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RE: [xmca] new national curriculum in Australia

Em, Steve, Andy, and even Mike...
Wittgenstein talks about how meaning something looks like going up to someone and touching them on the shoulder. He also says, in the famous passage of "Philosophical Investigations" devoted to "language games", that we have to LOOK at games and SEE family resemblances instead of thinking about them.
So take a look at this. The data is fictionalized, but not that much.
T: The objective of today's lesson is self-introduction. We're going to learn about how to give our names and get other people's names when we meet for the first time. (going up to a child) Hi, there!
S: Hi.
T: I'm Mr. Kim. And you?
S: Sujeong.
T: Hi, Sujeong. And her?
S: Inkyeong.
T: Hi, Inkyeong...
T: That's all for today. Today we learned about giving and getting names. Tomorrow we'll learn more about self-introductions.
Now, if you put this on your word processing program and you block it off and "center" it instead of having it all crammed up against the left hand margin, you will get a good VISUAL (and microgenetic) representation of the points I'm going to make (about ontogenesis).
It has a long sentence at the top and another long one at the bottom and it's slim and narrow in between, like a capital "I" or maybe an underlined "T".
Of course, some teachers have a "wine glass" shape. That is, the teacher and the kids take pretty long turns at the beginning of the class and then there's a lot of short and fast back and forth in the middle, and then there's something long at the very end, like the base of a wine glass. And other teachers are "hour glass" shaped, with a buxom introduction and generous hips, but a narrow waist in the middle. (I myself, I'm afraid, am rather pear shaped). But in general, a lesson is shaped like the letter "X", fat on top and bottom and thin in the middle. (I've run a lot of statistics on this, and I can say it with some confidence.)
Why? Well, I think what is going on at the top of the lesson is the unpacking of complex words like "self-introduction" into simple words with complex grammar ("We're going to learn about how to get names and give our names when we meet for the first time").
But the teacher is teaching children. So the complex grammar also has to be deconstrued, and the way that is done is to render it "interpsychological", that is, social. (I don't really understand why Andy objects to this term; perhaps he can explain). In other words, just as complex morpology is re-expressed as complex syntax, complex syntax is re-expressed as complex discourse (the "waist" of the lesson). 
At the end of the lesson, there is the "inflowing of sense" that Vygotsky talks about. The word "self-introduction" absorbs all of the sense that the complex discourse released during the 'waist" of the lesson, and it becomes meaningful for the first time in the mind of the child, in much the same way that the word "Anna Karenina" or "Dead Souls" means very little except the picture on the cover of the book when you open it and turn to the first page, but it has absorbed all of the sense of the text when you turn the last page and put it back on the shelf.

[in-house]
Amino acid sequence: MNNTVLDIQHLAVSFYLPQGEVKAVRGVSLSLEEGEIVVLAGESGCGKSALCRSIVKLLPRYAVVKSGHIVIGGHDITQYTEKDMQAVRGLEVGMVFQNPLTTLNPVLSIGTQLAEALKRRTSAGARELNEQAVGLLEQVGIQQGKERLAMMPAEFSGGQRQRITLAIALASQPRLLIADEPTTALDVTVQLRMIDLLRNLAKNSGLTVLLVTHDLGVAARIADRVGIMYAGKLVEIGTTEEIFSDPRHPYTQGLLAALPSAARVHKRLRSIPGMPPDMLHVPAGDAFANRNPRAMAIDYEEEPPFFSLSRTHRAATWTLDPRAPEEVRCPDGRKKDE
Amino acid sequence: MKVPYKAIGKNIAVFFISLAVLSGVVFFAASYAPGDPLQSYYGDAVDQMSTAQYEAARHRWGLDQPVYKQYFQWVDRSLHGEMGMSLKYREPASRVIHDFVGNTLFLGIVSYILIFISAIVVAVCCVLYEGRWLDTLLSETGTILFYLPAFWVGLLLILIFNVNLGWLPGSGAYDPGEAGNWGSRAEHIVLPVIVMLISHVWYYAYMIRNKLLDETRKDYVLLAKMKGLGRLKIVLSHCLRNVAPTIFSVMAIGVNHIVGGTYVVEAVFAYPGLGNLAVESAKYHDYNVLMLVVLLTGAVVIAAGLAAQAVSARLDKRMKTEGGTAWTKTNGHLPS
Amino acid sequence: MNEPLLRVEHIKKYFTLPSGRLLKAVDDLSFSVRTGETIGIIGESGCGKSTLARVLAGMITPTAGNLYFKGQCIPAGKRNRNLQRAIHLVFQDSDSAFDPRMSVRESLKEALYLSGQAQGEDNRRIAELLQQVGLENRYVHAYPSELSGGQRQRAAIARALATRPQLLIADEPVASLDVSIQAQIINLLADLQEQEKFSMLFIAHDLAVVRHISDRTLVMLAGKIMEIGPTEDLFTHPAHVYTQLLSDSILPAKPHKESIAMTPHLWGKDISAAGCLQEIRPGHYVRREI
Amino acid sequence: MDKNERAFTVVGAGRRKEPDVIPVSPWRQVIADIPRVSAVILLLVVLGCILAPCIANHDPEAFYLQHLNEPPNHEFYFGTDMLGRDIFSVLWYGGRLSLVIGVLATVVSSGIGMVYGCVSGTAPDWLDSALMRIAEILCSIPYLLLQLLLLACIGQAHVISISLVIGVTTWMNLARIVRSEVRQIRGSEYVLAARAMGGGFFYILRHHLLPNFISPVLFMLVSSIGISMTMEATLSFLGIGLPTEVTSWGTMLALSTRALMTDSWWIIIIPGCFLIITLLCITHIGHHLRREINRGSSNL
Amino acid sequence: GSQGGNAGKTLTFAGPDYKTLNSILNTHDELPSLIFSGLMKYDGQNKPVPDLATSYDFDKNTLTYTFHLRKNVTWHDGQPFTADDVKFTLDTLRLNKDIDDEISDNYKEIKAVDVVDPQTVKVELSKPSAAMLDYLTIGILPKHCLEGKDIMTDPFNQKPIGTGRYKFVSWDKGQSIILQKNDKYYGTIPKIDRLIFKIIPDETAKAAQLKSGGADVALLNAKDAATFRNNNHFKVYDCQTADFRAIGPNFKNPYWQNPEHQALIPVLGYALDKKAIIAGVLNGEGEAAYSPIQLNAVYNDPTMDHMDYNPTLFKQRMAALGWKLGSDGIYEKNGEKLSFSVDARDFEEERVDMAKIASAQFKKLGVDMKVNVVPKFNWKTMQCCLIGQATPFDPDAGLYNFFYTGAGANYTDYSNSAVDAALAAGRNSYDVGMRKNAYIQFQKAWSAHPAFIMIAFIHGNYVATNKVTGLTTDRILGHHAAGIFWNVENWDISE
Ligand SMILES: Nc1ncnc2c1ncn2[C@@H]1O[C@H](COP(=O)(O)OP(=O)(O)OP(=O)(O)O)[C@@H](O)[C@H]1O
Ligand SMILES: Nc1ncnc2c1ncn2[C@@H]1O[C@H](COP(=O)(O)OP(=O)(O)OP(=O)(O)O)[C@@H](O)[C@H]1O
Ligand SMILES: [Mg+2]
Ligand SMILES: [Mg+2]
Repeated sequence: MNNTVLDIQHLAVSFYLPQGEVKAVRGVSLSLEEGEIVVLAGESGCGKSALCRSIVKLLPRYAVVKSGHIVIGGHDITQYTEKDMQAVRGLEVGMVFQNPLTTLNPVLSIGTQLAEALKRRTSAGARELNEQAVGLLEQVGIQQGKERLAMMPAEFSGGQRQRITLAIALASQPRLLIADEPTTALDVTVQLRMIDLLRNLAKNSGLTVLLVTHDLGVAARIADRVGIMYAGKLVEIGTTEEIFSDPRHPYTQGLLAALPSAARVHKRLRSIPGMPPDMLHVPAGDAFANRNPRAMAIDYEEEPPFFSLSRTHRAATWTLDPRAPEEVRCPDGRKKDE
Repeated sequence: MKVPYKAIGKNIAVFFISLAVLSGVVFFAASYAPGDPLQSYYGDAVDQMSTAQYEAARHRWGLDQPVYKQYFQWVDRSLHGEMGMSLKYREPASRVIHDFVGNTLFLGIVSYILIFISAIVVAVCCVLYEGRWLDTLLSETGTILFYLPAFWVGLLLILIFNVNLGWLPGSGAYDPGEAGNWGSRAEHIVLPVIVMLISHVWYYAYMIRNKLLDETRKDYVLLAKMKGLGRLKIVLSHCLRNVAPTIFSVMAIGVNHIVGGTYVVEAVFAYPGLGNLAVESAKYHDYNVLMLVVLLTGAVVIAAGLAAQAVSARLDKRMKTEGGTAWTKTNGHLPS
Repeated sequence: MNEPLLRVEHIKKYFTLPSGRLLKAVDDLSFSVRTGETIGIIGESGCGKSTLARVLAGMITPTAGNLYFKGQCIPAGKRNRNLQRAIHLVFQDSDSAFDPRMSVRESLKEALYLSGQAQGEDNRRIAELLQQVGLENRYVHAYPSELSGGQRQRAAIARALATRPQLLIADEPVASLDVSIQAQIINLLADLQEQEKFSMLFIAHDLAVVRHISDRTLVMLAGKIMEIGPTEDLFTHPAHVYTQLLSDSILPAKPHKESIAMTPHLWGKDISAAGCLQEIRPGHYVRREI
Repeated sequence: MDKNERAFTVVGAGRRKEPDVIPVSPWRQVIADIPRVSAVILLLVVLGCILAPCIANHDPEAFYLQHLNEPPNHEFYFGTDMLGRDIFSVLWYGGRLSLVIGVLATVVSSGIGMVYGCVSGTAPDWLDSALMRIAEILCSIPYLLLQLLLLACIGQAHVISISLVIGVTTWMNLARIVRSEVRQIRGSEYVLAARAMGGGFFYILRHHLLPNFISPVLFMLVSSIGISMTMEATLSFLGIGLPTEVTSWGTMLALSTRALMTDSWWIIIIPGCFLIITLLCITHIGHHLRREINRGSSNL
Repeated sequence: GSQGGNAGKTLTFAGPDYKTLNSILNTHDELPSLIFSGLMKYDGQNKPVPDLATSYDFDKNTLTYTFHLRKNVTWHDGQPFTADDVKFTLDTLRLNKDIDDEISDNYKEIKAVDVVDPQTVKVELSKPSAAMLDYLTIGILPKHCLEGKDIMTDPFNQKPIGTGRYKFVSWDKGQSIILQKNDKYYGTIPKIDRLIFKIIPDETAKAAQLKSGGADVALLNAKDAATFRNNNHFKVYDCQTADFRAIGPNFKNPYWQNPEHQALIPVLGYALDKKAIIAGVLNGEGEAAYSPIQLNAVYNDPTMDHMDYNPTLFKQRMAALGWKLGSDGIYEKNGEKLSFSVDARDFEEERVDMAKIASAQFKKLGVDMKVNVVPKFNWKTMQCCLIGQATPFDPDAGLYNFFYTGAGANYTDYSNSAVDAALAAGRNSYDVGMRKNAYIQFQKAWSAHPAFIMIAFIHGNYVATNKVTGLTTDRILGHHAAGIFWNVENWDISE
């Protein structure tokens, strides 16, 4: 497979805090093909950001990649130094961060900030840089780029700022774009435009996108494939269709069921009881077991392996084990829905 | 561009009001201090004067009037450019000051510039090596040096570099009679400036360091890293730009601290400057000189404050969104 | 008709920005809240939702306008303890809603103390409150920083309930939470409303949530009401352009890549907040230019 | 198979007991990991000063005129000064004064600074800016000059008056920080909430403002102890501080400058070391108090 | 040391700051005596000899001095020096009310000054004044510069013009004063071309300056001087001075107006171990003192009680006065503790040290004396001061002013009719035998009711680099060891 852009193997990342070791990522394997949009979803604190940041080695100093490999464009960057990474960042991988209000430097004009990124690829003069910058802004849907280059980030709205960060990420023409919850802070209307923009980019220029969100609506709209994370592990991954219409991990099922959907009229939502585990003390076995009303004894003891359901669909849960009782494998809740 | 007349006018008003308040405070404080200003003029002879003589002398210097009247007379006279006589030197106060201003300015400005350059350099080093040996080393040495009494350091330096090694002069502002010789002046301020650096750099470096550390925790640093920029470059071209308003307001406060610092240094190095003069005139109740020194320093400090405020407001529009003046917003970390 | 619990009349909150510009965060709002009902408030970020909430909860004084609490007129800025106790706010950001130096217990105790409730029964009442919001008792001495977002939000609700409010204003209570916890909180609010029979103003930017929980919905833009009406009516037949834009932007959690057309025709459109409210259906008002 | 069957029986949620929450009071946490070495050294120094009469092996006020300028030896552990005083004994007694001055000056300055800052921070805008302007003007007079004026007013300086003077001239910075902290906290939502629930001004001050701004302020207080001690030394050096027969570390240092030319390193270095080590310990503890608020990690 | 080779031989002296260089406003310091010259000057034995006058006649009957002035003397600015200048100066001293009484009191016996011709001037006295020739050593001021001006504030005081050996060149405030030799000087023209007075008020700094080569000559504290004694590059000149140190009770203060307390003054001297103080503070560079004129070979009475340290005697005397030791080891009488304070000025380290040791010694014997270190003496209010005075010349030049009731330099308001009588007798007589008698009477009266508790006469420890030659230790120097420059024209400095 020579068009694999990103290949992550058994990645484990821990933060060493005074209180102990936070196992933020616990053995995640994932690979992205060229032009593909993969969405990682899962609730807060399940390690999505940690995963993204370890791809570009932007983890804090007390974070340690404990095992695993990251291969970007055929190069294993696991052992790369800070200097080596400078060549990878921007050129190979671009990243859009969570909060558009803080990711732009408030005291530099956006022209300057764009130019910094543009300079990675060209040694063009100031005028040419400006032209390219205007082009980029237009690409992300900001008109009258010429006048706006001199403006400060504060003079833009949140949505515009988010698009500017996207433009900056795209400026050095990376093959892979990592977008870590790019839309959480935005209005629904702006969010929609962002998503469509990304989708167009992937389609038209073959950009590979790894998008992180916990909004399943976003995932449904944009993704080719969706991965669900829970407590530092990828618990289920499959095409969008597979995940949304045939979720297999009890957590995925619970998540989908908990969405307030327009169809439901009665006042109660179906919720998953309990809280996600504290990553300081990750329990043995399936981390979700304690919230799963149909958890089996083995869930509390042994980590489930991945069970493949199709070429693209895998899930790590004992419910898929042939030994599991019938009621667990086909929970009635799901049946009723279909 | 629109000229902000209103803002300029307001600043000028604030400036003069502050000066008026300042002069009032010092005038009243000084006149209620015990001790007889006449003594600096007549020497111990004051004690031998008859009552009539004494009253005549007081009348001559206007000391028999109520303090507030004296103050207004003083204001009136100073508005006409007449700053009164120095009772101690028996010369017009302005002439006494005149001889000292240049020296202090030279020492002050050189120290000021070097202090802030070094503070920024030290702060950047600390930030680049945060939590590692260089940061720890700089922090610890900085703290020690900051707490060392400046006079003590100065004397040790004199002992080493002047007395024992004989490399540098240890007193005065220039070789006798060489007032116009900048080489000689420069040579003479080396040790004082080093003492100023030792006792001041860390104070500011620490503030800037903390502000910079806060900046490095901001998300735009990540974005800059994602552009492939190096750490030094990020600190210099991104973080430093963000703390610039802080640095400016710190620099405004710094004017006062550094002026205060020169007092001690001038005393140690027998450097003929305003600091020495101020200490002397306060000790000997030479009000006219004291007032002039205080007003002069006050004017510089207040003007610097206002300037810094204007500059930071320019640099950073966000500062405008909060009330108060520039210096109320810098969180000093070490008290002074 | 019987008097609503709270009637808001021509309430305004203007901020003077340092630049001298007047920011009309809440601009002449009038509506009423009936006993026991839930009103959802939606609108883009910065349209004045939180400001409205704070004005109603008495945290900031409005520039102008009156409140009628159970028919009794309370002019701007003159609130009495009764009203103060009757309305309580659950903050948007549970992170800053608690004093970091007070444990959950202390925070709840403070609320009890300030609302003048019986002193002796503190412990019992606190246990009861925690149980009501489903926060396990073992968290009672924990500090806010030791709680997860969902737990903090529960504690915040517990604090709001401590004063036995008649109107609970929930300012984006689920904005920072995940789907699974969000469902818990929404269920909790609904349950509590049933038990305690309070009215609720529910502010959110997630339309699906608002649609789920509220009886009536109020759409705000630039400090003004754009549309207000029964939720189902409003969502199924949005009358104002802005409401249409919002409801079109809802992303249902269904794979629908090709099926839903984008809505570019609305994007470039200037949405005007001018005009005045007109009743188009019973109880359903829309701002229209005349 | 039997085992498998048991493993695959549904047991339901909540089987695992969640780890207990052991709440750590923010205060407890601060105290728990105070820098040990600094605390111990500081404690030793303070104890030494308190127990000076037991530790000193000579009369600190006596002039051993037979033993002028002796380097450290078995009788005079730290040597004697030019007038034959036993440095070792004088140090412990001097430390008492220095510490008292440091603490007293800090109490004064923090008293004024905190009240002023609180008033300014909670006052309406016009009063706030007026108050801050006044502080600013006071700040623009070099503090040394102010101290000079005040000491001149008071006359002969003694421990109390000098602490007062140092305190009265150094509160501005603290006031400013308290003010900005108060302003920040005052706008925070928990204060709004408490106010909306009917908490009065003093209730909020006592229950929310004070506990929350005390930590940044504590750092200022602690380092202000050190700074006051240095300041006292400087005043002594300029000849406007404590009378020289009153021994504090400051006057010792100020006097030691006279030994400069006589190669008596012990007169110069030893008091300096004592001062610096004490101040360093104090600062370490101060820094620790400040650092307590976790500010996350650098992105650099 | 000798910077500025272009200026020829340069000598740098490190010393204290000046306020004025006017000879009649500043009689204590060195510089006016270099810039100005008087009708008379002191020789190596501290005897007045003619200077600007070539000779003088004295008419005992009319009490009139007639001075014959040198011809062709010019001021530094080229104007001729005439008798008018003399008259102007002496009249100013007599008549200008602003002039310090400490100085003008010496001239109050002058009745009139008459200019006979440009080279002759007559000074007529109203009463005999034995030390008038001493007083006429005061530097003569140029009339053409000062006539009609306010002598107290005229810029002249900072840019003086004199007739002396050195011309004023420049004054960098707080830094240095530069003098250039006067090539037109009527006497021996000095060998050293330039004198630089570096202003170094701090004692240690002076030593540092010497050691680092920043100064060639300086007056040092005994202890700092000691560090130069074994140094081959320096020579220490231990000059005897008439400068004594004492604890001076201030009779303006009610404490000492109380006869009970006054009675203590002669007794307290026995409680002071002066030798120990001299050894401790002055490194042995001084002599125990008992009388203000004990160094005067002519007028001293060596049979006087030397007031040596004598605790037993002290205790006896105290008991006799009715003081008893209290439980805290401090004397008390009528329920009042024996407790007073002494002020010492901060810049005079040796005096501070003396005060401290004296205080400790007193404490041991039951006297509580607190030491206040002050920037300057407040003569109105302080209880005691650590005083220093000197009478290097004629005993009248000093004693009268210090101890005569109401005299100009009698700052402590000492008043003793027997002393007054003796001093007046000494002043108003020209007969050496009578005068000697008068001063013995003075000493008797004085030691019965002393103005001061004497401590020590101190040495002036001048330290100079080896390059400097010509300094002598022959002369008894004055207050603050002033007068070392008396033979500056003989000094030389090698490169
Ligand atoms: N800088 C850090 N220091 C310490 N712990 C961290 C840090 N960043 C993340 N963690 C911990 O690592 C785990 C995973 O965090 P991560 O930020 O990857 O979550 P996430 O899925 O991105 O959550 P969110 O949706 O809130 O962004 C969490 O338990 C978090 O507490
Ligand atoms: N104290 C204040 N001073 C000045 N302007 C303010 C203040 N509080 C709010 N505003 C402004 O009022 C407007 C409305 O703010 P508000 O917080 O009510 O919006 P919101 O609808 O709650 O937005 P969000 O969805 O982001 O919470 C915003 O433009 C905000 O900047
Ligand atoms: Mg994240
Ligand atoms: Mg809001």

Vygotsky believed that ontogenesis too is like this. At least in terms of the conscious processes that the child controls, education is a pair of deconstruals and reconstruals. 
First, the child understands grammar through taking it apart into discourse. Conditionals like "if you do that again, I'll smack you" are deconstrued as ungrammatical questions and answers, like "Who did that?" "Me". "Why?" "Well, I...ouch!", a process that is also highly observeable in classrooms when we break texts up by inserting interstitial questions bewteen sentences. 
Then the discourse is reconstrued as grammar. This reconstrual is what Vygotsky means by internalization: it's really in-"turn"-alization, you know. Vygotsky says quite explicitly that when he says "exernal" he really only means SOCIAL, and when turns are directed at the speaker himself, THAT is internalization.
That's the first step, and it's absolutely right that it has to be on the curriculum in elementary school. Vygotsky is absolutely clear on this, p. 205 of your Minick translation of Thinking and Speech. It reads like this (more or less) in Meccaci's somewhat better Italian translation:
"The problem of school instruction in grammar is one of the most complex problems from the point of view of methodology and psychology because grammar is a specific subject that seems of little necessity or utility to the child. Arithmetic brings to the child new capacities. The child is who is not capable of adding or dividing learns to odo so thanks to arithmetical knowledge. But grammar, it seems, does not give any new capacity to the child. Even before going to school, the child knows how to decline and how to conjugate. What does grammar instruction bring that is new? As we noted, it is on the basis of this judgment that the idea at the bottom of the movement against grammar concludes that grammar must be eliminated from the system of school subjects because of its uselessness, because it does not furnish any new capability in the field of language use that the child did not have before. Nevertheless the analysis of grammatical learning, like the